Executive Orders 9980 and 9981 - Desegregation of the Federal Work Force and Armed Forces
Washington D.C., July 26, 1948

During and after World War II, black soldiers, who made up 11% of the United States military at the time, faced extensive discrimination not overseas, but at home after service. Responding to this, President Roosevelt created the FEPC, the Fair Employment Practices Commission, forbidding discrimination against blacks in war-time defense businesses. In the following years under Truman's presidency, congress was allowed to terminate the FEPC, setting back civil rights advancements again.

Truman did, however, create a President's Commission on Civil Rights to advise him on such policies. When congress failed to pass the civil rights laws suggested to Truman by the Commission, including Anti-Poll Tax and Anti-Lynching laws, Truman took matters into his own hands and signed Executive Orders 9980 and 9981, the desegregation of the federal work force and armed forces, respectively.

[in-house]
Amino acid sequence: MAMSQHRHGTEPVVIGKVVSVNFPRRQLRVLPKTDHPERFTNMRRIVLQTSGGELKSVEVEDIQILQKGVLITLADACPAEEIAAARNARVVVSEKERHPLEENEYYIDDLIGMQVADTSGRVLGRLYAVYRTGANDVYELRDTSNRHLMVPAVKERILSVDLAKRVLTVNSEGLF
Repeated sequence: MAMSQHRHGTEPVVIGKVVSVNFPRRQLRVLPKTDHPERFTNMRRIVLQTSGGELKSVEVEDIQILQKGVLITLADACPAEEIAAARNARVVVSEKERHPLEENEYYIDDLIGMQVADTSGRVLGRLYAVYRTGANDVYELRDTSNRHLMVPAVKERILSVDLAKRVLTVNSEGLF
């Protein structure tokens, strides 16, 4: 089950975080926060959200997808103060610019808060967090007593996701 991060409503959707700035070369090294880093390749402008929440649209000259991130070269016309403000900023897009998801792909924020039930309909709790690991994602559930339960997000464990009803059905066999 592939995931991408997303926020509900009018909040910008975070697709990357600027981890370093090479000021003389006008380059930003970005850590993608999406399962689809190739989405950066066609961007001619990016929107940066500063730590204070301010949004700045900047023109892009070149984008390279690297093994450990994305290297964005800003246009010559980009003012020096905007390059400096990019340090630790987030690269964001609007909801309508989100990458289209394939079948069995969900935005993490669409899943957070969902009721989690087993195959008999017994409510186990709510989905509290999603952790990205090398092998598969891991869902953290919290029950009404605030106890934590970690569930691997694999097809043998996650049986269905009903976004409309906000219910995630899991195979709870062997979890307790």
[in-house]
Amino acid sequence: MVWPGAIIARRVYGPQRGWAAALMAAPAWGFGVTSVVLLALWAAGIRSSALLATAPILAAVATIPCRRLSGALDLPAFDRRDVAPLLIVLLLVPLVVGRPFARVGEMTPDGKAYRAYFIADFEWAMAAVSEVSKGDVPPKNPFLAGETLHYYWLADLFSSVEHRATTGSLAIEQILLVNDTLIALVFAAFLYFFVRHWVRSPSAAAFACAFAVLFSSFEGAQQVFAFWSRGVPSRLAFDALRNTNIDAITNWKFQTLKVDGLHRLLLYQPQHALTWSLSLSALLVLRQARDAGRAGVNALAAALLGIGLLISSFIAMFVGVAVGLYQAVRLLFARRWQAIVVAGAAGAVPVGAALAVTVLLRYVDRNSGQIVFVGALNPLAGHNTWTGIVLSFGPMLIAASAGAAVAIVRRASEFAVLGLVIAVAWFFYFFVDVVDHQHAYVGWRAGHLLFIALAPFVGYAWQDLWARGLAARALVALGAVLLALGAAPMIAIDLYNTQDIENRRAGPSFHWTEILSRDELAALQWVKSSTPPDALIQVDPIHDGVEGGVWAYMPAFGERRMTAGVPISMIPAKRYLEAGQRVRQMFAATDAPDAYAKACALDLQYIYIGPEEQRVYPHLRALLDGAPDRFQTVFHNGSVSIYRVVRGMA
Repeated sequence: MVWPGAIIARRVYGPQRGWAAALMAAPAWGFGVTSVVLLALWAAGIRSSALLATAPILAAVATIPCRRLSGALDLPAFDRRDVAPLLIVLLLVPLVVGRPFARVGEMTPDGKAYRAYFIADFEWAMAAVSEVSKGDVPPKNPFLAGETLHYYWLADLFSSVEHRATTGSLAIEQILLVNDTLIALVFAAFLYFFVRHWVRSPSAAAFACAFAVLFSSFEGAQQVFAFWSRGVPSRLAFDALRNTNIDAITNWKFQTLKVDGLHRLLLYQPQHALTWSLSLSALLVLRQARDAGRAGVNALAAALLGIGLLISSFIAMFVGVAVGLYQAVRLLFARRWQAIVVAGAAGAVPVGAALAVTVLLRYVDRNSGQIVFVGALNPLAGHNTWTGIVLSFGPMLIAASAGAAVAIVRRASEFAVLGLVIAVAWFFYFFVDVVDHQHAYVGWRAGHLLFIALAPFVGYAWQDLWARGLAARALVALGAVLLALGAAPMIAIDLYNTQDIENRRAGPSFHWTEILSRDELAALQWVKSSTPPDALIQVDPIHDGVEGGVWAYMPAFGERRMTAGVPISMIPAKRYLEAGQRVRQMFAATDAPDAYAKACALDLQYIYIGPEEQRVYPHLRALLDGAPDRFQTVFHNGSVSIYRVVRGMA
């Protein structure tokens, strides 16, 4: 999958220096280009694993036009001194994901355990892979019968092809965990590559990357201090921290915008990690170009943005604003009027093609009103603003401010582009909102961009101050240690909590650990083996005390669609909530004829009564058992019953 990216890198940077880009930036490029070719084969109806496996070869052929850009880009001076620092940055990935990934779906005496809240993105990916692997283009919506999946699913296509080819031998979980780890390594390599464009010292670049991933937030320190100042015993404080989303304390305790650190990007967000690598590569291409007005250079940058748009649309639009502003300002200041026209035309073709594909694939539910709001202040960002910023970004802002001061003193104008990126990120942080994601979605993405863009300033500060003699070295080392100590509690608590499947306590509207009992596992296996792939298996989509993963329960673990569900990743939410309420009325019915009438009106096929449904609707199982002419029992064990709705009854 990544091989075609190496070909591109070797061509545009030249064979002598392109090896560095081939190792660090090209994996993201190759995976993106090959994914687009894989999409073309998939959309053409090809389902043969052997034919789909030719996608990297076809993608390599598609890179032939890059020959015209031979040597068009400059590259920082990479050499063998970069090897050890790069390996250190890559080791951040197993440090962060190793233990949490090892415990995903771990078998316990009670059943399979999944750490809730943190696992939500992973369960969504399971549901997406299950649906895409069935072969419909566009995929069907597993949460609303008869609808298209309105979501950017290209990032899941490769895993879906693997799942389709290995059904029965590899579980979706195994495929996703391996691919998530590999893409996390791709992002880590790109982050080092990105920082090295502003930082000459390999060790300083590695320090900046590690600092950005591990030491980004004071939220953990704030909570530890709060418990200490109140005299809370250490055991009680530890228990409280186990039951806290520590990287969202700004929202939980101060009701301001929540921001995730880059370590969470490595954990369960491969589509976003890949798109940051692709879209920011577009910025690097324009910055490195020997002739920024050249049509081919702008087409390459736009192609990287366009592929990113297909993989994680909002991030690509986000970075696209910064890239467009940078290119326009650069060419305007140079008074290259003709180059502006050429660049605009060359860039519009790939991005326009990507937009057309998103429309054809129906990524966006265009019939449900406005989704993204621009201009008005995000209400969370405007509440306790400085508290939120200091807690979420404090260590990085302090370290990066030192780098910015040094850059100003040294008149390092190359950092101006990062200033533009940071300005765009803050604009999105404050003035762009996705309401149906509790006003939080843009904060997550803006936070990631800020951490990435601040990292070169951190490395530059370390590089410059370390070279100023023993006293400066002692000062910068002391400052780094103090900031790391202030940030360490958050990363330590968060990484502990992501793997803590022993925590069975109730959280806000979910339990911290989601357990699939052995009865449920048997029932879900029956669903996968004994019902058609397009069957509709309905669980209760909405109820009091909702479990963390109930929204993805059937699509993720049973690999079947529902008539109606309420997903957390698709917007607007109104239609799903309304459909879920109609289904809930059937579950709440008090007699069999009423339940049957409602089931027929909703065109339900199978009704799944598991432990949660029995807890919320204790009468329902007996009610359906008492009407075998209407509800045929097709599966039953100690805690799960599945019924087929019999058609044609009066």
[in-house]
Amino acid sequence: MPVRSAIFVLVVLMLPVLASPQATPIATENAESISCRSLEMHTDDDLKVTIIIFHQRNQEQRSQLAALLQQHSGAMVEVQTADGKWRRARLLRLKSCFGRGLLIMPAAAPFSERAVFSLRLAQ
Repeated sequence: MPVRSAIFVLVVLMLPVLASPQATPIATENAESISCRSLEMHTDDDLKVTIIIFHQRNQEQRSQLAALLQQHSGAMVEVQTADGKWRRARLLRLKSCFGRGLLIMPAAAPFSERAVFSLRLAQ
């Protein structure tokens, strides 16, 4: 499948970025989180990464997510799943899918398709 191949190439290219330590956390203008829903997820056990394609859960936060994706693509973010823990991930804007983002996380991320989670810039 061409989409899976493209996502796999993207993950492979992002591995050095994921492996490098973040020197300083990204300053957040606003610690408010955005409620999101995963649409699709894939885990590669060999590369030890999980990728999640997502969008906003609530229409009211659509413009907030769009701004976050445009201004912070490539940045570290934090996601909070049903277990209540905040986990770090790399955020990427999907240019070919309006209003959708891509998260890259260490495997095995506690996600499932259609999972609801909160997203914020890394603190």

Executive Order 9980 prohibited hiring and promotion within the federal work force based on race, charged each department head with enforcing fair employment policies, and created a "Fair Employment Board" to further enforce these policies and create new policies.

Executive Order 9981 desegregated the armed forces, allowing "equal opportunity", and established a "President's Committee on Equality of Treatment and Opportunity in the Armed Services" made up of members chosen by the president, which would examine the policies of the military, advise Truman on civil rights policies for the military, and act as a sort of civil rights court or tribunal for the military.

These orders can be said to have started the modern civil rights movements of the 50's and 60's.

Executive Order 9981

Key people involved:
President Harry Truman